Single Member Welsh County

Published in The History of Parliament: the House of Commons 1754-1790, ed. L. Namier, J. Brooke., 1964
Available from Boydell and Brewer

Background Information

Number of voters:

about 1,000


7 May 1754Sir Humphrey Howorth 
11 Mar. 1755Howell Gwynne vice Howorth, deceased 
11 Apr. 1761James Brydges, Marquess of Carnarvon 
7 Apr. 1768Chase Price 
25 Oct. 1774Chase Price439
 Thomas Johnes340
29 July 1777Thomas Johnes vice Price, deceased 
26 June 1780Thomas Johnes vice Thomas Johnes sen., deceased521
 Walter Wilkins365
19 Sept. 1780Thomas Johnes 
26 June 1781Johnes re-elected after appointment to office 
10 Apr. 1784Thomas Johnes 

Main Article

Useful, though not disinterested, accounts of the electoral state of Radnorshire were given by Chase Price to the Duke of Portland on 12 and 15 Sept. 1765 when urging him to buy the Maesllwch estate,1 and to the Duke of Grafton on 1 Oct. 1766 when urging him to assume as first lord of the Treasury direct control over the King’s manors in Radnorshire:2 the two, the estate and the stewardship of the manors, ‘grafted one upon t’other’ would determine elections both in the county and the borough.

‘The political power of the estate’, wrote Price, lay in the large number of cottagers ‘who from the necessity and distress of their late landlord Sir Humphrey Howorth became freeholders’, but even so remained ‘subject to the command of their lord’; and were assessed by the commissioners of the land tax, friendly to Howorth, ‘to give them a right of voting and a freehold for ever in the county’. And about the stewardship of the King’s manors, he wrote: ‘The waste lands and manors of the Crown in Radnorshire comprehend two-thirds of the whole county; to this weighty command over a multitude of small tenants and cottagers, the King’s steward joins the exclusive civil jurisdiction’; besides administering justice, he has it in his power to ‘afford protection and assistance to the poor’.

In 1754 the Maesllwch estate was owned by Sir Humphrey Howorth, who had represented Radnorshire since 1722, and the stewardship of the King’s manors was held by Henry Lewis, the brother of Howorth’s friend Thomas Lewis, M.P. for New Radnor: thus the two interests were in harmony. There were no territorial magnates resident in Radnorshire. But the Duke of Chandos, the Earl of Oxford, and Viscount Bateman, all from Herefordshire, and the Earl of Powis from Shropshire, none of whom owned extensive estates in Radnorshire, tried to establish themselves in the county, where, wrote Price, ‘the ignorance of the natives and the poverty of their situation made them continually a prey to their neighbours’.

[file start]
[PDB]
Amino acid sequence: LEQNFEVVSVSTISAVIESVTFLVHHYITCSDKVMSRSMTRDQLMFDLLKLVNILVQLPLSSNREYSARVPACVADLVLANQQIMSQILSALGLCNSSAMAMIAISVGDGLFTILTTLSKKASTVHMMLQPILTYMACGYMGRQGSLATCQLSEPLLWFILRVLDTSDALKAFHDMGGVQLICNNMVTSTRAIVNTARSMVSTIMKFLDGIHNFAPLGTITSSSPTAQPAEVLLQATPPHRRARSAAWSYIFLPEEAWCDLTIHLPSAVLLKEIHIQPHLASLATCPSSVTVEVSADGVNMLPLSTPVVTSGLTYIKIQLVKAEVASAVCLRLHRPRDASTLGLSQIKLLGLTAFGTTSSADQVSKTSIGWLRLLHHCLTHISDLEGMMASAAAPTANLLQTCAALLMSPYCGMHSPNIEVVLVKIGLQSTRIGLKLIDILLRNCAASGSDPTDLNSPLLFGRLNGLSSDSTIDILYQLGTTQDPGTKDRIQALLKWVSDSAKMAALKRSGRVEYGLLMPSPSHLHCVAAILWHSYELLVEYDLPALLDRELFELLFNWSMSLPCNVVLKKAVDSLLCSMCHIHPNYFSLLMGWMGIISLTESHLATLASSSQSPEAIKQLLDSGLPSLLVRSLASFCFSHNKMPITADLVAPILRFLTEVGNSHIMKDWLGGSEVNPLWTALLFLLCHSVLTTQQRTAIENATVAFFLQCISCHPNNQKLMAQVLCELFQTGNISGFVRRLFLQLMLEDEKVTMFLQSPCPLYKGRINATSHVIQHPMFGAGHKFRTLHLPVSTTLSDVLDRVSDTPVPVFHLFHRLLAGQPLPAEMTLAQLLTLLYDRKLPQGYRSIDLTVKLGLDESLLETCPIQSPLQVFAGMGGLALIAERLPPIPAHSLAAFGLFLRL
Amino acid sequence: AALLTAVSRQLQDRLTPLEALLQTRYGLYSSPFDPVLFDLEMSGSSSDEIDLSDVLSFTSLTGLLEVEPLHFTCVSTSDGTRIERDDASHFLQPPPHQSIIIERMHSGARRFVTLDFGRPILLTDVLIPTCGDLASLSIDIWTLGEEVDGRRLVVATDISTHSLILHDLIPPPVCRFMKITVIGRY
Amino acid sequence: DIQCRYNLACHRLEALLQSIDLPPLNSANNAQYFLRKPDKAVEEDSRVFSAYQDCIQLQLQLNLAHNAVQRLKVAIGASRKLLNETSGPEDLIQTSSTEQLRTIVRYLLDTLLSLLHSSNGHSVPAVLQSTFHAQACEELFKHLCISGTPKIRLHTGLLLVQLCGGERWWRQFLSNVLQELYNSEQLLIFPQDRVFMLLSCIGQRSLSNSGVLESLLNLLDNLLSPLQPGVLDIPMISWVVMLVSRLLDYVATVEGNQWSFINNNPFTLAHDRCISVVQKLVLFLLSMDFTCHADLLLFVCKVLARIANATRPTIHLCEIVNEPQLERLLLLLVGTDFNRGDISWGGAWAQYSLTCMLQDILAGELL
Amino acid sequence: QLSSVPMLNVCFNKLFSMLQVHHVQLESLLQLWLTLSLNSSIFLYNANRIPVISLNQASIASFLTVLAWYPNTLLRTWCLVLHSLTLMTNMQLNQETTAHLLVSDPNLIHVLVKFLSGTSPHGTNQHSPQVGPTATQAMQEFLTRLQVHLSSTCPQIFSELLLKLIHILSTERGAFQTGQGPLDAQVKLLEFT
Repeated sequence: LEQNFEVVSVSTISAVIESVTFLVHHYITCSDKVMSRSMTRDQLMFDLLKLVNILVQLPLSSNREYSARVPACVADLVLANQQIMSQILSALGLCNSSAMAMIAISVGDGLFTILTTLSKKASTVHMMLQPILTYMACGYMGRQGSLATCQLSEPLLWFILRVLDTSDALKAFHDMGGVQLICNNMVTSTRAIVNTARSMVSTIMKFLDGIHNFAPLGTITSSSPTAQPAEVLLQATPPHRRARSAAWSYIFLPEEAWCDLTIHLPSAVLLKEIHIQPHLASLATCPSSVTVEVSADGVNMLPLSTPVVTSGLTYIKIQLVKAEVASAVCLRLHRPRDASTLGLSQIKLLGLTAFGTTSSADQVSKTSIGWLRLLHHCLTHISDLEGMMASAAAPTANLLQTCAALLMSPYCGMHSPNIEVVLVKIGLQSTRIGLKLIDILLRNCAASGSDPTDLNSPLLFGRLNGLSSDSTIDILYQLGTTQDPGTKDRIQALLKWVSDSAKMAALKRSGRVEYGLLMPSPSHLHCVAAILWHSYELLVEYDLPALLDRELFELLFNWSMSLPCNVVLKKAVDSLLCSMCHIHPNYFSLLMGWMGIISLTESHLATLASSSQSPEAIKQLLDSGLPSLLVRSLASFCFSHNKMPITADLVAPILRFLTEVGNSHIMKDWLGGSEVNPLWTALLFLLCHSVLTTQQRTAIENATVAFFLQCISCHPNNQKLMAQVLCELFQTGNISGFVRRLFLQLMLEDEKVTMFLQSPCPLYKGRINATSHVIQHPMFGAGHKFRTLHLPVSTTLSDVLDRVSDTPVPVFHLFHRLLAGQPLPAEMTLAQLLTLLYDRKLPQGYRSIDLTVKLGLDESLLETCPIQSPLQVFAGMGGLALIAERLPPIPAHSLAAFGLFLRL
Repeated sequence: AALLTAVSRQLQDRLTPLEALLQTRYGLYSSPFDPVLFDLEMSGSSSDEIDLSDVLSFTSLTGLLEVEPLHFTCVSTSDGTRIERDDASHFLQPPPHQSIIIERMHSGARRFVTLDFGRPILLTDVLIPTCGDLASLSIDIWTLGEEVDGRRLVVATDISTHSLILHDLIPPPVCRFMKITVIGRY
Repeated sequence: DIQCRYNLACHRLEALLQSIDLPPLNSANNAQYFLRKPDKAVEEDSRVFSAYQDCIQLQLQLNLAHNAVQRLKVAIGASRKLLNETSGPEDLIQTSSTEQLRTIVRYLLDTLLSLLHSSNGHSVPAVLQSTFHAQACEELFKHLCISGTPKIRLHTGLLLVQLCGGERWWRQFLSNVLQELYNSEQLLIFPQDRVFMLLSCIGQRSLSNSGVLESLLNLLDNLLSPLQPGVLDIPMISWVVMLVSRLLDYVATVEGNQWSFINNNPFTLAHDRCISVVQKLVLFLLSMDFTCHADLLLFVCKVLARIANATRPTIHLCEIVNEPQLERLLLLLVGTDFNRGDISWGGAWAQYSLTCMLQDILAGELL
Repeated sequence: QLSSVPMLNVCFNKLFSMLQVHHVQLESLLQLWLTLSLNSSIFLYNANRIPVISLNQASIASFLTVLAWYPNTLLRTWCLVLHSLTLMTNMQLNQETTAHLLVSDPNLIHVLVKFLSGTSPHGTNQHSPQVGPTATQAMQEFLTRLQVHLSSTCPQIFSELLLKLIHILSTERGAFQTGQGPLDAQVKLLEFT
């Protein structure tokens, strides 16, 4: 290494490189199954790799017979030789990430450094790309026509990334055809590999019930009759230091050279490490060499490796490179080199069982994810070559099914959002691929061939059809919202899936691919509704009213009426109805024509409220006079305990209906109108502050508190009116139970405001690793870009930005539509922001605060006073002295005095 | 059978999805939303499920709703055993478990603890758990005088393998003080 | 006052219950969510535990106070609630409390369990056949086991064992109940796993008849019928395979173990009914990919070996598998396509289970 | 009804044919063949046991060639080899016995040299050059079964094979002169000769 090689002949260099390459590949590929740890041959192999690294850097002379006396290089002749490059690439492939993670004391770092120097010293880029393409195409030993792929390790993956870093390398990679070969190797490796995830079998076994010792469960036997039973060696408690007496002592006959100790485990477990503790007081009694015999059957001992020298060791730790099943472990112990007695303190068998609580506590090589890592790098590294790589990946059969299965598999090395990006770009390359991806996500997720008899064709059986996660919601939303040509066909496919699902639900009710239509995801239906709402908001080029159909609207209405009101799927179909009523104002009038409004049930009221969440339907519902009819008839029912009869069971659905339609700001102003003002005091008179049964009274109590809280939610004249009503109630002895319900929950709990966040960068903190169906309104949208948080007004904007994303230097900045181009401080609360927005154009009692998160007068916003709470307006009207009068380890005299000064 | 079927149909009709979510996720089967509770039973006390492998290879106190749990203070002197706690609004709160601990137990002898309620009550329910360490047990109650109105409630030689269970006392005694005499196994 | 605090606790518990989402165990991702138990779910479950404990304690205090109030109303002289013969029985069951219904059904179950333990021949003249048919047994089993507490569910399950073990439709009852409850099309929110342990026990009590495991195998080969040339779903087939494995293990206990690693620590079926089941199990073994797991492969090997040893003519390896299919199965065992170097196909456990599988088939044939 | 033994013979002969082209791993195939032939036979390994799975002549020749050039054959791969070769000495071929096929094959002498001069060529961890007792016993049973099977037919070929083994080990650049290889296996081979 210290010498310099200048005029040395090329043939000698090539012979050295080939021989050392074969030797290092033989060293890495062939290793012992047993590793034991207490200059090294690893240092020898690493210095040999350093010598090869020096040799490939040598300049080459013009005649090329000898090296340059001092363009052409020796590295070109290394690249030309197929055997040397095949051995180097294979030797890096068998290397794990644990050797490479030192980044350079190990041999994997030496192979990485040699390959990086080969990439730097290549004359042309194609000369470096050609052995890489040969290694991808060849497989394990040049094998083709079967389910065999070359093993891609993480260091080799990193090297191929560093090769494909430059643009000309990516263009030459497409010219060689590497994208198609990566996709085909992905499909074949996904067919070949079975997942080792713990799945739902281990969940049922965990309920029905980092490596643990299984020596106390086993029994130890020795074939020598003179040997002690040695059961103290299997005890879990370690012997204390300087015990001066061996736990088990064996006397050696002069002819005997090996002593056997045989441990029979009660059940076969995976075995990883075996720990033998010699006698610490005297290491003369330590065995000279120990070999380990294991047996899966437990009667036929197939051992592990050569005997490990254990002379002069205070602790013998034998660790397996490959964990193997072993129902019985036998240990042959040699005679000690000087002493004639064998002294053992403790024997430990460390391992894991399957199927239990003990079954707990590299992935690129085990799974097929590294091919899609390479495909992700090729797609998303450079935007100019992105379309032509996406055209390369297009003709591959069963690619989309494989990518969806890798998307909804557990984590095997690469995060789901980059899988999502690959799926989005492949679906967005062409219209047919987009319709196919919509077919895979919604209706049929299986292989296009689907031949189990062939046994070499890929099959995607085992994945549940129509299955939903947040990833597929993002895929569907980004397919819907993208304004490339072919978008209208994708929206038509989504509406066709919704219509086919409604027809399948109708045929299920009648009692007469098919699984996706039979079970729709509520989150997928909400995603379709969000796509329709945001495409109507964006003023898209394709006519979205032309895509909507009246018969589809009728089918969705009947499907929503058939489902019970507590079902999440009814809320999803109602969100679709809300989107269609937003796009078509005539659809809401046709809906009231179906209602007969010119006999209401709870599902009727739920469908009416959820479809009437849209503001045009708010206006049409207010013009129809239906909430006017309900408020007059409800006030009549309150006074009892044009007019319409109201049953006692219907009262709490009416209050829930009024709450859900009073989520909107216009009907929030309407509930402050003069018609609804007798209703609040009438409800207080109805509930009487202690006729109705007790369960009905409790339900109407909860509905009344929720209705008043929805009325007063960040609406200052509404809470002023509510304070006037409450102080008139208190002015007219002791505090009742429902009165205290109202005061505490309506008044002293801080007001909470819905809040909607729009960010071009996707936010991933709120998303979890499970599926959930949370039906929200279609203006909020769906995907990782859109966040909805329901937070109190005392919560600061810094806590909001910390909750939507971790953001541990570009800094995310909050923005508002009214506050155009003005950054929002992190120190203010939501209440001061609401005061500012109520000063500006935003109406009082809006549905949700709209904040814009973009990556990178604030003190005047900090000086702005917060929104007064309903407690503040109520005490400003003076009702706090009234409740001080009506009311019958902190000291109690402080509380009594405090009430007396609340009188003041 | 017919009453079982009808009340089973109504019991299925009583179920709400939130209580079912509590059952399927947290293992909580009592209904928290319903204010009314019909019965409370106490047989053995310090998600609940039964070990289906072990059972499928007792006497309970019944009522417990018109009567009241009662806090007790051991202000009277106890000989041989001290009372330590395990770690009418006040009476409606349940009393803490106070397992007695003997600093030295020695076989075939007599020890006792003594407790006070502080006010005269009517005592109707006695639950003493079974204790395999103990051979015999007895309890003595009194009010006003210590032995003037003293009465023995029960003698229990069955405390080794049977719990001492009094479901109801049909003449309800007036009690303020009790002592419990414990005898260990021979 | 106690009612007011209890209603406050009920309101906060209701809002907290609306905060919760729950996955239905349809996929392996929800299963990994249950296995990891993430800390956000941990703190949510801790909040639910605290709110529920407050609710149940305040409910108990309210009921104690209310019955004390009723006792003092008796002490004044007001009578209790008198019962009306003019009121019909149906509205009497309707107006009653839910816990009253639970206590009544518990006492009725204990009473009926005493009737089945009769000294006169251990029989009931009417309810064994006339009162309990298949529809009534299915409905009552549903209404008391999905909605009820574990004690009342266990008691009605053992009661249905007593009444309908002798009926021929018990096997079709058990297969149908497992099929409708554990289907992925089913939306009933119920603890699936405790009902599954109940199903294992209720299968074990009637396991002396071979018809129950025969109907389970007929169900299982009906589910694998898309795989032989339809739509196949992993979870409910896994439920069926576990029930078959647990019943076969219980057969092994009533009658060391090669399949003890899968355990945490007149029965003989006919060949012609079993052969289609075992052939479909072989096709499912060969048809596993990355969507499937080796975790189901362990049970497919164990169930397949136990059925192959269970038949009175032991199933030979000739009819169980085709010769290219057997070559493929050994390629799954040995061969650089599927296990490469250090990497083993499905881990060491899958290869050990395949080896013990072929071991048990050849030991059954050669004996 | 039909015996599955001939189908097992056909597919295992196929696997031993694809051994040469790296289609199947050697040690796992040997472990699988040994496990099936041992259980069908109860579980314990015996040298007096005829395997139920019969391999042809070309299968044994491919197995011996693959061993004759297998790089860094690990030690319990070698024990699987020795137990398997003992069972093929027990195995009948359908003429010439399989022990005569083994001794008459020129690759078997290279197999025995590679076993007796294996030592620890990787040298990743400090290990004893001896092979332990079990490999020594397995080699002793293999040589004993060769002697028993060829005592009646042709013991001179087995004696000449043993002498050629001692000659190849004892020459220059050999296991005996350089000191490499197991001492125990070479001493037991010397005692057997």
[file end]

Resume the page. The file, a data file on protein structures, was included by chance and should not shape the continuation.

When Howorth died in 1755 he left Maesllwch encumbered with a mortgage of £26,000, and Radnorshire became the scene of conflict between a host of lesser interests. Sir Richard Chase, uncle of Chase Price, declared his candidature, supported by Lord Oxford and the Tories; while the Whig leaders, Lord Powis, Lord Bateman, and George Rice, put up Howell Gwynne. Thomas Johnes sen. wrote to Newcastle on 14 Feb. 1755:3‘I am afraid if the Tories should succeed this time the Whigs would not be able to turn them out again, as the Whigs have for many years been upon the decline. ... The Herefordshire Tories are very violent against Gwynne.’ But when the Howorth interest, now managed by the Rev. Henry Howorth, was thrown into Gwynne’s scale, Chase gave up the contest.

A dispute now arose over the vacant lord lieutenancy of Radnorshire, which was claimed by Lord Carnarvon, but given to Gwynne. Carnarvon promptly joined the Leicester House group, and on the accession of George III set out to deprive Gwynne both of his seat for Radnorshire and of the lord lieutenancy.4 On 21 Nov. 1760 he informed Newcastle that he had the King’s permission to stand for Radnorshire at the forthcoming general election, and asked for his ‘countenance and assistance’. Newcastle shuffled: declared that he understood the county was engaged to Gwynne, but promised to speak to his Radnorshire friends. Carnarvon, supported by Oxford, pushed by Chase Price, and having won over the Howorth interest, persisted; demanded that Newcastle should secure for him the support of Thomas Lewis and his brother, steward of the King’s manors; or else threatened to raise an opposition against Lewis in the borough. Newcastle tried to settle matters to the satisfaction of both sides, and on 18 Dec. 1760 a compromise proposal was drawn up at Newcastle House by Lord Powis, Gwynne and Thomas Lewis: Carnarvon was to come in for Radnorshire and undertake not to oppose Lewis in the boroughs; Gwynne was to be returned elsewhere without expense; Gwynne was to retain the lord lieutenancy for five years and Lewis the stewardship for the same period. But by 1766 Carnarvon had renounced his pretensions in Radnorshire: Lord Oxford succeeded Gwynne as lord lieutenant, and in 1768, on Henry Lewis’s death, he was also appointed to the stewardship.

At the general election of 1768 Gwynne, though supported by Powis, Oxford, and Bateman, was forced to decline the poll; and Chase Price was returned—no mean feat on his part and one which few could have emulated. In 1774 he retained the seat after a contest against Thomas Johnes, who succeeded on Price’s death in 1777. In June 1780 Thomas Johnes succeeded his father, defeating Walter Wilkins, a nabob who had purchased the Maesllwch estate and who represented the county from 1796 till his death in 1828.

Author: Sir Lewis Namier


  • 1. Portland mss.
  • 2. Chatham mss.
  • 3. Add. 32852, f. 460.
  • 4. Namier, Structure, 268-79.